Friday, February 09, 2007

Get Off My Floating Homestead: In Norris v. Thomas, the Texas Supreme Court was asked by the Fifth Circuit Court of Appeals to decide whether a boat (with four bedrooms, three bathrooms and galley) qualifies for the homestead exemption under the Texas Constitution. Justice Willett wrote the Court's majority opinion (joined by Chief Justice Jefferson, Justice Hecht, Justice Green, and Justice Johnson) and held that the 68 foot yacht in question did not constitute a homestead. Justice O'Neill dissented (joined by Justice Wainwright, Justice Brister, and Justice Medina) because of the difficulty distinguishing between a mobile home hooked up to land-based electricity and water, and a boat hooked up to land-based electricity and water, when it is the attachment itself that makes the dwelling habitable as a residence.

The City Took My Driveway: In City of San Antonio v. TPLP Office Park Properties, the Texas Supreme Court issued this per curiam opinion addressing questions resulting from the City of San Antonio's decision to block access from a private business driveway to a city street. The Court held that the "City's decision and actions to close access between the private driveway and the street constituted a proper exercise of the City's police power, the City is not estopped from closing the access, and closing the access would not constitute a compensable taking."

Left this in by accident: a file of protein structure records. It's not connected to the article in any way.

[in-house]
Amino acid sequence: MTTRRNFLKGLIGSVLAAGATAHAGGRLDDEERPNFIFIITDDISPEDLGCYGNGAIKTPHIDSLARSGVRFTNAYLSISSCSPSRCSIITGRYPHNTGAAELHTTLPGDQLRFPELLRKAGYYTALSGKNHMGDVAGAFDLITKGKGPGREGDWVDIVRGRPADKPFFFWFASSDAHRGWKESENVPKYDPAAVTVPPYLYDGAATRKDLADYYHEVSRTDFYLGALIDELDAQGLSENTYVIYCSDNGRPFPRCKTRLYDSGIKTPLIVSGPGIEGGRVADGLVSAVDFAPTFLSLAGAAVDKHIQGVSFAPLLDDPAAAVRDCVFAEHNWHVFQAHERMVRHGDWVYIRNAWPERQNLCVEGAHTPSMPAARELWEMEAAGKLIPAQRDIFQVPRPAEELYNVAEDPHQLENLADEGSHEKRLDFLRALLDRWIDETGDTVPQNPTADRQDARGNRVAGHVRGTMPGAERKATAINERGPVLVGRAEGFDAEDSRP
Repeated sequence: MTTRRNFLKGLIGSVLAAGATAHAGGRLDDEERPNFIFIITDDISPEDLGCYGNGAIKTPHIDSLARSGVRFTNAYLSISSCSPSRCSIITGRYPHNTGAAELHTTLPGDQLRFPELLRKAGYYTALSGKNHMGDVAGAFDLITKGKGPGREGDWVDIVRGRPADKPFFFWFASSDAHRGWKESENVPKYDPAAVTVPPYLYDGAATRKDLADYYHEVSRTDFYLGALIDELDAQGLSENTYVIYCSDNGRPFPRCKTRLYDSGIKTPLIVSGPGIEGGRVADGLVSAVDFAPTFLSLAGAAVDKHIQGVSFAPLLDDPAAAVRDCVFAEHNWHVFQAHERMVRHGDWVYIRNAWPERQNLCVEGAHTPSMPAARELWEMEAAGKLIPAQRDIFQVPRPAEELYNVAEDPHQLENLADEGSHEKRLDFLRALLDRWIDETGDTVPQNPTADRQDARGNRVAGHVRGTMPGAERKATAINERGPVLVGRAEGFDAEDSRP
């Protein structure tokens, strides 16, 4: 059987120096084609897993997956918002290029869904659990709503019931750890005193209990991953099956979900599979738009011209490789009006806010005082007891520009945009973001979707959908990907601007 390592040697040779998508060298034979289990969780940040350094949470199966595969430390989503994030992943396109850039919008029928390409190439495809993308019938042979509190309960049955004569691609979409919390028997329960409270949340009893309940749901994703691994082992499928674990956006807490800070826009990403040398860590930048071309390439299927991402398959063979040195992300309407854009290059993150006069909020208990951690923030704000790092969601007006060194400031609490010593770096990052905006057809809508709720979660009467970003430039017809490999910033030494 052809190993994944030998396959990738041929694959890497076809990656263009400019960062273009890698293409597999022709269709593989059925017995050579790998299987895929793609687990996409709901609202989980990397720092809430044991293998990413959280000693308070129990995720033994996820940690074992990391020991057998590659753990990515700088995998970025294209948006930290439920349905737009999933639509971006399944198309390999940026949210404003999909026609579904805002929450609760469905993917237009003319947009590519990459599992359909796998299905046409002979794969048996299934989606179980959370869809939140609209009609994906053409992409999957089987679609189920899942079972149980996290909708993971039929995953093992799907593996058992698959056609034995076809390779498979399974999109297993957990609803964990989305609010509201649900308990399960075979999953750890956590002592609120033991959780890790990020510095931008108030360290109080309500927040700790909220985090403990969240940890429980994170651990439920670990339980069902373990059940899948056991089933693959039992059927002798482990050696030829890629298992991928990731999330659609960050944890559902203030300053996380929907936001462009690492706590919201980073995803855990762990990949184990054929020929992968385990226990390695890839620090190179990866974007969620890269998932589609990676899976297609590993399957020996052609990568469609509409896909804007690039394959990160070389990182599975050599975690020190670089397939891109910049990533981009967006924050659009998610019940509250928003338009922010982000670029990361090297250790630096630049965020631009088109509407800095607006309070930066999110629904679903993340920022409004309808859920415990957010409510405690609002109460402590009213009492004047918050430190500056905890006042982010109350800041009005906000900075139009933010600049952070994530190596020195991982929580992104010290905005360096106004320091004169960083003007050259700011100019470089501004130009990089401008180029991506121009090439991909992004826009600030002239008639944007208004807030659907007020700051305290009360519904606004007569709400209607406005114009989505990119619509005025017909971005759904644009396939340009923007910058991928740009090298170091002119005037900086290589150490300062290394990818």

Jack Fell In the Box: In Jack in the Box Inc. v. Skiles, the Texas Supreme Court issued this per curiam opinion regarding whether an employer owed its truck driver a duty to warn of a danger. The truck driver, Skiles, was injured when he used a ladder to enter his truck because the lift did not work. Because dangers associated with the use of a ladder to climb over a lift gate are common and obvious, the Court held that Jack in the Box had no duty to warn Skiles about the dangers of using a ladder.

Late Interpleader: In State Farm Life Insurance Co. v. Martinez, the Texas Supreme Court issued this unanimous opinion authored by Justice Brister holding that (1) statutory penalties are proper for the delay before an interpleader is filed, but not for the time after the filing, and (2) prejudgment interest on proceeds in the court registry are barred as a double recovery.

Do Not Forward: In Wachovia Bank of Delaware v. Gilliam, the Texas Supreme Court issued this per curiam opinion addressing whether the record showed that substituted service papers were forwarded to the defendants "home office" or "principal office." The Court found no evidence that the papers were forwarded.